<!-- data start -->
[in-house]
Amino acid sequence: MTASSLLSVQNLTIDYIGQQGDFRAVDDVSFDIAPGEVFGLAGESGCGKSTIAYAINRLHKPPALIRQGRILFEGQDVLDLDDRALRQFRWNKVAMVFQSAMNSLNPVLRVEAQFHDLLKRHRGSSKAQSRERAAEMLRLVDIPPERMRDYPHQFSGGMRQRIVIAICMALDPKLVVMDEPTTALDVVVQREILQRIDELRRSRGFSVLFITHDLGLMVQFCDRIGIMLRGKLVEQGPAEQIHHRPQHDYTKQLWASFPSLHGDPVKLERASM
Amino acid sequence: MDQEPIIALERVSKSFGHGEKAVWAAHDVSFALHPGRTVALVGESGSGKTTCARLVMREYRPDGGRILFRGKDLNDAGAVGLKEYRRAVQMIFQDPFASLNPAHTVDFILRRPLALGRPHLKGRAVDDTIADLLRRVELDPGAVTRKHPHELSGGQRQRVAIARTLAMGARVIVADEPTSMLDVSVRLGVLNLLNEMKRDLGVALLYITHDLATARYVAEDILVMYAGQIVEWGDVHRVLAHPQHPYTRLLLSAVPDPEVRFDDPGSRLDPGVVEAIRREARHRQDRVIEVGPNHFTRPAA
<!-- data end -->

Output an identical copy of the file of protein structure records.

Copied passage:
[in-house]
Amino acid sequence: MTASSLLSVQNLTIDYIGQQGDFRAVDDVSFDIAPGEVFGLAGESGCGKSTIAYAINRLHKPPALIRQGRILFEGQDVLDLDDRALRQFRWNKVAMVFQSAMNSLNPVLRVEAQFHDLLKRHRGSSKAQSRERAAEMLRLVDIPPERMRDYPHQFSGGMRQRIVIAICMALDPKLVVMDEPTTALDVVVQREILQRIDELRRSRGFSVLFITHDLGLMVQFCDRIGIMLRGKLVEQGPAEQIHHRPQHDYTKQLWASFPSLHGDPVKLERASM
Amino acid sequence: MDQEPIIALERVSKSFGHGEKAVWAAHDVSFALHPGRTVALVGESGSGKTTCARLVMREYRPDGGRILFRGKDLNDAGAVGLKEYRRAVQMIFQDPFASLNPAHTVDFILRRPLALGRPHLKGRAVDDTIADLLRRVELDPGAVTRKHPHELSGGQRQRVAIARTLAMGARVIVADEPTSMLDVSVRLGVLNLLNEMKRDLGVALLYITHDLATARYVAEDILVMYAGQIVEWGDVHRVLAHPQHPYTRLLLSAVPDPEVRFDDPGSRLDPGVVEAIRREARHRQDRVIEVGPNHFTRPAA